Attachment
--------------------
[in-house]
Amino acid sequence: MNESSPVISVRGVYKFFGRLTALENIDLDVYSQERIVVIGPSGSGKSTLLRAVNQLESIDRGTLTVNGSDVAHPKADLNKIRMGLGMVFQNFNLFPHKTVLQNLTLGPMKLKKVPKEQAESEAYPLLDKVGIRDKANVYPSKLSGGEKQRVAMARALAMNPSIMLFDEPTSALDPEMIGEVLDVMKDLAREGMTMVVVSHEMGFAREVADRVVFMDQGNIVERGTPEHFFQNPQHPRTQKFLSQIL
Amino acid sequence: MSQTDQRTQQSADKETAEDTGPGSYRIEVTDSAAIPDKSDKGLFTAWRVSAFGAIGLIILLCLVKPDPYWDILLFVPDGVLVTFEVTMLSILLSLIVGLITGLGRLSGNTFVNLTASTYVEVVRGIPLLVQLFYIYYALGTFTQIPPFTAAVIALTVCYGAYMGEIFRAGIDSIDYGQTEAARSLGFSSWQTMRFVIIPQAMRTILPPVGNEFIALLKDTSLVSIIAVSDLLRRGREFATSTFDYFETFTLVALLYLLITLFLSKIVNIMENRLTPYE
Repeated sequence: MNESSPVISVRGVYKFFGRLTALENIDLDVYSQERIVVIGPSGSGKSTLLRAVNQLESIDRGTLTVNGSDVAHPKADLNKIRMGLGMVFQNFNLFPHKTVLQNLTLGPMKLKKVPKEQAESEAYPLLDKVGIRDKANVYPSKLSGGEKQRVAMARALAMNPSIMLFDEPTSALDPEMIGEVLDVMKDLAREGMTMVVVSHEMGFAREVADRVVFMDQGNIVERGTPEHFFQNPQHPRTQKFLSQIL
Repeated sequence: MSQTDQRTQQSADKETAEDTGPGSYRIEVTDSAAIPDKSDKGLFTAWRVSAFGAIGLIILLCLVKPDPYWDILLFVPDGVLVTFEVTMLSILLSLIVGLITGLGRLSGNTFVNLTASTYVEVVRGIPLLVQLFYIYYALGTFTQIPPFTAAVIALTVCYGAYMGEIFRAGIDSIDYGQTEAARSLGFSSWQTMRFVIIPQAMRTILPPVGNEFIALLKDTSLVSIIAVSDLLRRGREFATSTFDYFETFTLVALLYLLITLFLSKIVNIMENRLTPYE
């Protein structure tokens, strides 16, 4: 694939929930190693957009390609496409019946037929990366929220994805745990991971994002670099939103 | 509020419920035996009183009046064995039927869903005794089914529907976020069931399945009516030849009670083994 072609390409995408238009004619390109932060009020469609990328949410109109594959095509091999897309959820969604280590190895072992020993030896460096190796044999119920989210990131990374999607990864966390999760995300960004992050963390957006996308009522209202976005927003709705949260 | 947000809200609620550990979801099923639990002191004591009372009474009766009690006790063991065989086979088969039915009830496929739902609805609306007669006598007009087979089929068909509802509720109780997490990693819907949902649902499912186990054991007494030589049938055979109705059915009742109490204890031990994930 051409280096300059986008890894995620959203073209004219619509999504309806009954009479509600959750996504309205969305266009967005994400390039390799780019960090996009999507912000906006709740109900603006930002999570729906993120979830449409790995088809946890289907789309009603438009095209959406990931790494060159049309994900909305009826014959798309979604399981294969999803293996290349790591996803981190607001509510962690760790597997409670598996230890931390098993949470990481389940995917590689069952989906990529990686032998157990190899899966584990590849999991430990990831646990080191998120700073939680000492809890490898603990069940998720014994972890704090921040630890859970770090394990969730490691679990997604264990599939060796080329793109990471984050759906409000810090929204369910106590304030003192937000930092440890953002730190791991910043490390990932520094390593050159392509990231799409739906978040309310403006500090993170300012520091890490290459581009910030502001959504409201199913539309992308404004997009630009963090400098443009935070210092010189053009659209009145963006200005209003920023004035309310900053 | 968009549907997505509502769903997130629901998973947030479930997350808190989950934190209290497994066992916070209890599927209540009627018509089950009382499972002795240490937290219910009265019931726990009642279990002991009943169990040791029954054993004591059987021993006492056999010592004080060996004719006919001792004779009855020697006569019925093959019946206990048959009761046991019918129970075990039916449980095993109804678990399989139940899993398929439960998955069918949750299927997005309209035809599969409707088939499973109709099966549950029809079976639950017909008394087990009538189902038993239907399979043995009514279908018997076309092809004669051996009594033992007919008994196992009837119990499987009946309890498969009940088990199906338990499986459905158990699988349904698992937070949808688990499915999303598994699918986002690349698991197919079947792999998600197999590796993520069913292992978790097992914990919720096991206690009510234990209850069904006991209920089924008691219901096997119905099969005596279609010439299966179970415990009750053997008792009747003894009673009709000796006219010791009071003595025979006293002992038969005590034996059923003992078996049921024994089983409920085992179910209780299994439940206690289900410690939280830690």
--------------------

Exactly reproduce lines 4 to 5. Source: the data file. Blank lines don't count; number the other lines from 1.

Repeated sequence: MNESSPVISVRGVYKFFGRLTALENIDLDVYSQERIVVIGPSGSGKSTLLRAVNQLESIDRGTLTVNGSDVAHPKADLNKIRMGLGMVFQNFNLFPHKTVLQNLTLGPMKLKKVPKEQAESEAYPLLDKVGIRDKANVYPSKLSGGEKQRVAMARALAMNPSIMLFDEPTSALDPEMIGEVLDVMKDLAREGMTMVVVSHEMGFAREVADRVVFMDQGNIVERGTPEHFFQNPQHPRTQKFLSQIL
Repeated sequence: MSQTDQRTQQSADKETAEDTGPGSYRIEVTDSAAIPDKSDKGLFTAWRVSAFGAIGLIILLCLVKPDPYWDILLFVPDGVLVTFEVTMLSILLSLIVGLITGLGRLSGNTFVNLTASTYVEVVRGIPLLVQLFYIYYALGTFTQIPPFTAAVIALTVCYGAYMGEIFRAGIDSIDYGQTEAARSLGFSSWQTMRFVIIPQAMRTILPPVGNEFIALLKDTSLVSIIAVSDLLRRGREFATSTFDYFETFTLVALLYLLITLFLSKIVNIMENRLTPYE